In the fast-growing world of fitness and nutrition, the pursuit of an optimal diet for muscle gain and fat loss has thrown many people into extreme dietary practices. High-protein diets have quickly gained popularity among fitness enthusiasts, bodybuilders, and athletes due to their obvious benefits. Therefore, some people believe that having more protein is better for their weight and body goals. However, the question arises, is going to such extremes truly worth it? Should you consider a 200-grams-of-protein-a-day meal plan?
In this article, we look at the science behind the 200-grams-of-protein-a-day diet, its potential benefits and risks, and whether this pursuit is sustainable and healthy.
The Basics of Protein
- Protein is one of the most essential macronutrients that supports your body’s structure, function, and overall health. It is composed of amino acids, which are the building blocks of tissues, muscles, and organs, and consuming adequate protein is paramount for muscle synthesis, immune function, and hormone production.
Amino acids are organic compounds that combine to form proteins. While there are 20 different amino acids that can be arranged in a variety of combinations to create different proteins, they can be categorized into two types: essential and non-essential (15).
- Essential Amino Acids: These are the acids the body cannot produce itself, and must obtain from dietary sources. Examples: leucine, isoleucine, and valine.
- Non-Essential Amino Acids: These can be synthesized by the body, so it does not obtain them directly from your diet. Examples: alanine, glycine, and glutamine.
- Protein plays an essential role in the growth, repair, and maintenance of tissues and organs. The synthesis process involves the creation of new proteins from amino acids, which leads to cell development and regeneration.
- Muscle Protein Synthesis: This is essential for those who perform physical activities such as resistance training. Protein ensures the repair and growth of skeletal muscle. Eating adequate protein is paramount for optimizing muscle protein synthesis and ensuring recovery following exercise.
- Enzymes and Hormones: Proteins serve as enzymes, facilitating biochemical reactions in the body. Many hormones such as insulin and growth hormone are proteins that regulate different physiological processes.
- Proteins are the defenders of health and act as antibodies in the immune system that recognize and neutralize foreign invaders such as bacteria and viruses. Immunoglobulins, a type of antibody, are proteins that support immune responses, playing a key role in the body’s defense mechanisms.
- Protein acts as a carrier and transports essential substances such as oxygen, nutrients, and waste products through the body. Hemoglobin, which is found in the red blood cells, is a protein that attaches to oxygen and transports it from the lungs to the tissues.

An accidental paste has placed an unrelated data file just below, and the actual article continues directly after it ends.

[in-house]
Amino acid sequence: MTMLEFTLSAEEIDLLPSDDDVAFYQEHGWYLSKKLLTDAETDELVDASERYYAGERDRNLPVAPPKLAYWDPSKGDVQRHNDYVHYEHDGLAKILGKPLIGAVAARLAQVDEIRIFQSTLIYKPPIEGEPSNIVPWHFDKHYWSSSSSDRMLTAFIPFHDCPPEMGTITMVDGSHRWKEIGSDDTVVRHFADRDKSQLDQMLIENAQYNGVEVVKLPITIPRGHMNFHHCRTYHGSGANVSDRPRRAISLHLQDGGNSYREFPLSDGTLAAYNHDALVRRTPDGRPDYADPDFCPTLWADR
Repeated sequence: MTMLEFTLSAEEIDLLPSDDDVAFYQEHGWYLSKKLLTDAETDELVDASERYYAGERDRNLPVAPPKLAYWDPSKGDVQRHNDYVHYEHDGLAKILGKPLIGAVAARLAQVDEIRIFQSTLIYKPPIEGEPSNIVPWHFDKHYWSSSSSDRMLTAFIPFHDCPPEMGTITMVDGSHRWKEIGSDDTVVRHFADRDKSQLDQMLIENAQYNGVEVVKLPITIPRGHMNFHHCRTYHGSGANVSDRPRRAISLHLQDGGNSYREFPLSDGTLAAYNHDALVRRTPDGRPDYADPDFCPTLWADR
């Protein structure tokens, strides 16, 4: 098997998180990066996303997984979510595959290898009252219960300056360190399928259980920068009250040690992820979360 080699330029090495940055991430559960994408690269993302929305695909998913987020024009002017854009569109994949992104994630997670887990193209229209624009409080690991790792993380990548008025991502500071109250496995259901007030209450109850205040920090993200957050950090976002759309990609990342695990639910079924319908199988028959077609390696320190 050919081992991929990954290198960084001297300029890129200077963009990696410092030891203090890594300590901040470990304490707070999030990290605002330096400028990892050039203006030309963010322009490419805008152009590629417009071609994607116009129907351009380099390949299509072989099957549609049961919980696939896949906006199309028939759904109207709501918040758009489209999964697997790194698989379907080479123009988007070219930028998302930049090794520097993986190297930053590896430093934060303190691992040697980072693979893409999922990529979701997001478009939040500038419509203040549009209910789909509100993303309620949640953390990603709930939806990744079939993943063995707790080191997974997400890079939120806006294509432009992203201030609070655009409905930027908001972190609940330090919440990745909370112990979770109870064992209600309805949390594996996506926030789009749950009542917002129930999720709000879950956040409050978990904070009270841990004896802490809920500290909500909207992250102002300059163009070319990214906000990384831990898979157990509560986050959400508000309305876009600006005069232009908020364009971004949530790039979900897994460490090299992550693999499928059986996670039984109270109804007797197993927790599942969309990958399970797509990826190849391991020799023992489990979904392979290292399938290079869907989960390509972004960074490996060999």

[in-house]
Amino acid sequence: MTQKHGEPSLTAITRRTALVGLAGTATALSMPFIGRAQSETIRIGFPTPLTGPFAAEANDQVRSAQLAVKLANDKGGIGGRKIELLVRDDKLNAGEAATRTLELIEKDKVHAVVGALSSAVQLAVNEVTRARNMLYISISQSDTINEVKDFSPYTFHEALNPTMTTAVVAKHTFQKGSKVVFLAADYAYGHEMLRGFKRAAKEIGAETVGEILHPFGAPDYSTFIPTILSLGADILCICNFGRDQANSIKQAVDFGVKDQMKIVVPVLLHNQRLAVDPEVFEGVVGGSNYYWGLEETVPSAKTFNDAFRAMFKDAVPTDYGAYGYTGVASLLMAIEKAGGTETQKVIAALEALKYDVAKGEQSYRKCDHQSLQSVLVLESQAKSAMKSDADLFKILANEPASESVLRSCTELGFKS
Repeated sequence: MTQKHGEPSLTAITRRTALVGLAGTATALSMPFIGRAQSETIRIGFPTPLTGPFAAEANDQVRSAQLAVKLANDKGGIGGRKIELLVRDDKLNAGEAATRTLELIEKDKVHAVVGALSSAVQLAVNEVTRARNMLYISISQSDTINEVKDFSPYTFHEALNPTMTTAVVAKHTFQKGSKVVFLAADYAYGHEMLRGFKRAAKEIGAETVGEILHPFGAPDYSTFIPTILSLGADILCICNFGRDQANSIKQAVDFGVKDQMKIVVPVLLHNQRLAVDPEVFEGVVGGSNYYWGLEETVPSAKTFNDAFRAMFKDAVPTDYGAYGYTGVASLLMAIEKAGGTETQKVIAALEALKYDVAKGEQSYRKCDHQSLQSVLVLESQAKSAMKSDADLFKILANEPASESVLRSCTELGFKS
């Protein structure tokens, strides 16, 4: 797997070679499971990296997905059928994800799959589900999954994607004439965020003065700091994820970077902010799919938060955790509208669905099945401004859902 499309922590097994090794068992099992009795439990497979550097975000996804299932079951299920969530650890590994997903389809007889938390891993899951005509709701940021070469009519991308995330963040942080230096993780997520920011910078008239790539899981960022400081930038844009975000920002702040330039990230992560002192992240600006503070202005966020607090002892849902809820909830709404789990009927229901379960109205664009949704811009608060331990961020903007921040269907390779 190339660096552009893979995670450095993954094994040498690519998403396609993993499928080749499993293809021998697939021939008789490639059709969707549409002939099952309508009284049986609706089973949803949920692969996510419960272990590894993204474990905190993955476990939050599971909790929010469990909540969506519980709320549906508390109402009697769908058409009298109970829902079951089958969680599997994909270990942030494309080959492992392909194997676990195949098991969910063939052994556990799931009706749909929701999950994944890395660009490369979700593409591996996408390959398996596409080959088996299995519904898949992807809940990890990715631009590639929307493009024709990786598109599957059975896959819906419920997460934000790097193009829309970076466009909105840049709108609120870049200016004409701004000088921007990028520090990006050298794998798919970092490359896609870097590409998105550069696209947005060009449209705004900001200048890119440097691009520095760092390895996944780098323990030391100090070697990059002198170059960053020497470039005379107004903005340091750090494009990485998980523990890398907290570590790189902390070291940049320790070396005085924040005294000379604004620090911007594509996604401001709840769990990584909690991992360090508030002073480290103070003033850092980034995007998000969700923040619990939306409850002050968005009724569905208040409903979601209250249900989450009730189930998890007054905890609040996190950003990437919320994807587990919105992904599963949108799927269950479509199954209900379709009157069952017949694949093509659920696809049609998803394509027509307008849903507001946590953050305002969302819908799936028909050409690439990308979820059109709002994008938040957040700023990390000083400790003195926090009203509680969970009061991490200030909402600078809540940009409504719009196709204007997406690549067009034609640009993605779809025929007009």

- Protein provides structural support to cells and tissues, contributing to the stability of various structures in the body. For example, collagen is a fibrous protein that forms the basis of connective tissues, providing strength and elasticity to the skin, bones, tendons, and ligaments (16).
- Proteins maintain the body’s acid-base balance and fluid distribution. Plasma proteins, such as albumin, regulate osmotic pressure, which prevents excessive fluid leakage from blood vessels and contributes to the maintenance of proper hydration.
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Do You Need to Go on a 200 Grams Protein a Day Meal Plan?
No, you don’t. A 200-gram protein meal plan is best left to elite athletes and bodybuilders who are looking to gain some lean muscle as most ordinary people do not need this much protein in their diets. The average person only requires 0.8 g of this nutrient per kilogram of body weight (5). This means that 10 to 35 percent of your daily calories should be made up of proteins.
Here is how to determine if you truly need to be on a 200-gram protein meal plan (6):
The Calorie Method
This is the method that is used by many bodybuilders. You take the number of calories you will consume in a day and multiply this figure by 35%. This will give you the maximum number of calories that should come directly from proteins. If you are looking for your minimum number, use 10%. From here, take this number and further divide it by 4 ( 1 g of protein = 4 calories). A quick example is as follows:
For someone eating 1,200 calories a day:
1,200 calories * 35% = 420 calories
420 calories / 4 calories/grams = 105 grams of protein per day
The Bodyweight Method
As discussed above, the average person only requires 0.8 grams per kg of weight as their protein intake a day. To calculate what you need, take your weight and multiply it by 0.8.
70 kg * 0.8 g/kg = 56 g per day